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imagine, how immense their final portion must be, when Christ shall come again to complete their salvation,
“ In him we have redemption through “ his blood, the forgiveness of sins, accord" ing to the riches of his grace ; for by him « all who believe are justified from all
things.”With pardon, which is the introductory blessing of the covenant, “ with God” is inseparably connected; for
being justified by faith, we have peace “ with God through our Lord Jesus Christ.” In consequence whereof, believers are received into the house and family of God; not as servants, but as children: for “ to
as many as receive Christ, to them gives « he power to become the fons of God, even
them that believe in his name.” “ hold,” said the Apostle John, “ what man“ ner of love the Father hath bestowed up
on us, that we should be called the fons " of God." Nor is this a mere title of honour: believers have not only the name, but the nature of children. Accordingly they are said, by another Apofle, to be partakers of the divine nature." Christ
dwells in them by his Spirit, in such a manner, that it is not so much they that live, as it is a
Christ that liveth in them." Once more, as they have the name and nature of children, fo likewise the portion that is connected with that relation : for, as Paul reasons, Rom. viii. 17.
“ If chil“ dren, then heirs, heirs of God, and joint 6 heirs with Christ.” And what is their portion? It is styled eternal life; “ sure in the heavens that faileth not ;" a kingdom that cannot be moved;":
inheritance incorruptible, and unde“ filed, that fadeth not away."
These few quotations, which will be familiar to the ears of all who are conversant with the holy Scriptures, may serve to give us fome notion of the riches which Chrift doth impart to his people. I shall therefore conclude this head with two noted passagés recorded in the preceding epistle to the Corinthians, which describe the provision that is made for believers in Chrift, in terms more expreflive than many volumes would suffice fully to unfold. The one is chap. i. 30. “ Of him are ye in Christ Jesus, who of « God is made unto us wisdom, and righ“ teousness, and fanctification, and redemp" tion,” The other is chap. iii. 21. et feqq. « All things are yours : whether Paul, or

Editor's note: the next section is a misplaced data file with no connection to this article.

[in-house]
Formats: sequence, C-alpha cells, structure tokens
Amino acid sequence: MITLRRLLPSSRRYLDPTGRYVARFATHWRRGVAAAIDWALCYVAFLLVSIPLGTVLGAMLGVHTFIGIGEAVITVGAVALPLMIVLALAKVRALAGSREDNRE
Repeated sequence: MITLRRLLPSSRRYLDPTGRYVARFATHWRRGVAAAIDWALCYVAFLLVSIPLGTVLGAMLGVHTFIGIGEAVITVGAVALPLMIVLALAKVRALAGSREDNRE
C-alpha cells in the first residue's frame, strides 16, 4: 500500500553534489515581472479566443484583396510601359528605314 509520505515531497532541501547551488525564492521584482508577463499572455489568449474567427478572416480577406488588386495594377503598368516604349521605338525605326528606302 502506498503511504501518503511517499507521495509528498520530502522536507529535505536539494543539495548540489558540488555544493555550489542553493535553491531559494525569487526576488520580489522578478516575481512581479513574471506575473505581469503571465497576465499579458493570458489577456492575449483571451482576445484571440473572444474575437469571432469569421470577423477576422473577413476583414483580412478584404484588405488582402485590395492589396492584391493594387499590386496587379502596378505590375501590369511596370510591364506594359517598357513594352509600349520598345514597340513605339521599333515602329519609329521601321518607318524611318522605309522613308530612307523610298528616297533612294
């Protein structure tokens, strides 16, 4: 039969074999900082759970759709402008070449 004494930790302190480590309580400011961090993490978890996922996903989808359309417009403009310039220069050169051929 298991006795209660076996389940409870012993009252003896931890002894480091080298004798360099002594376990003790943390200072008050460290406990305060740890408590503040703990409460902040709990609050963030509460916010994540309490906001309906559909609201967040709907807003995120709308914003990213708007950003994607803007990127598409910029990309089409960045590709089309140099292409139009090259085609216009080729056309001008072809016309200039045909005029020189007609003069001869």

Apollos, or Cephas, or the world, or life, or death, or things present, or things to
come ; all are yours; and ye are Christ's ; " and Christ is God's."
V. The fifth and last thing in the text that remains to be illustrated, is the connection betwixt the poverty of Christ and the riches of his people, or the influence that the one hath upon the other: “ He be
came poor, that we through his poverty might be rich.”
This connection will appear, if we consider that his voluntary humiliation, in taking upon him our low nature, fulfilling all righteousness, and giving himself for us, an offering and facrifice to God, hath so magnified the law, which we had broken, and given such full satisfaction to the justice of the lawgiver, that a way is now opened for the free and honourable exercise of mercy to the most guilty and polluted of the po
sterity of Adam. Hereby Hereby “ sin was con
: demned in the flesh," that is, in the same nature that had offended: And God, by
setting forth his own Son; to be a propica
tiation through faith in his blood," doth now manifest his righteousness, no less than his mercy, in the forgiveness of fin; and appears to all his intelligent creatures to be infinitely just, as well as infinitely gracious, when he justifies those that believe in Jesus. The Son of God was wounded for our “ transgressions, and brúised for our ini
quities :" “ He bore our fins in his own
body upon the cross :” So that “ “ there is no condemnation to them that
are in Christ Jesus ;" for, as the Apostle reasons, Rom. viii. 33, 34. 6. Who shall lay
any thing to the charge of God's elect ? “ It is God that justifieth. Who is he that “ condemneth? It is Christ that died, yea, “ rather that is risen again, who is even at “ the right hand of God, who also maketh "interceflion for us."
And as the death or sacrifice of Christ abfolves all that believe on him from the guilc of fin, which, as I formerly observed, is the Vol. II.
fundamental and introductory blessing of the covenant; fo his exaltation, which is the reward of hię poverty, or voluntary humi, liation, qualifies him to confer upon them all thofe consequent blessings which enrich them in time, and shall complete their hape piness in the eternal world. Thus it is write, ten, Philip, ii. 8, &c. that because “ Christ “ humbled himself, and became obedient “ unto death, even the death of the cross;”. therefore . ! God also hath highly exalted “ him, and given him a name which is “ above every name; that at the name of
Jesus every knee should bow, of things in “ heaven, and things in earth, and things a under the earth; and that every tongue “ fhould confess that Jesus Christ is Lord, " to the glory of God the Father.” And to the same purpose we read, Eph. i. 21. et seq. that " when God raised him from the dead, " he set him at his own right hand in the heavenly places, far above all principality,
power, and might, and dominion, " and every name that is named, not only " in this world, but also in that which is to 6 come; and put all things under his feet,
« and power,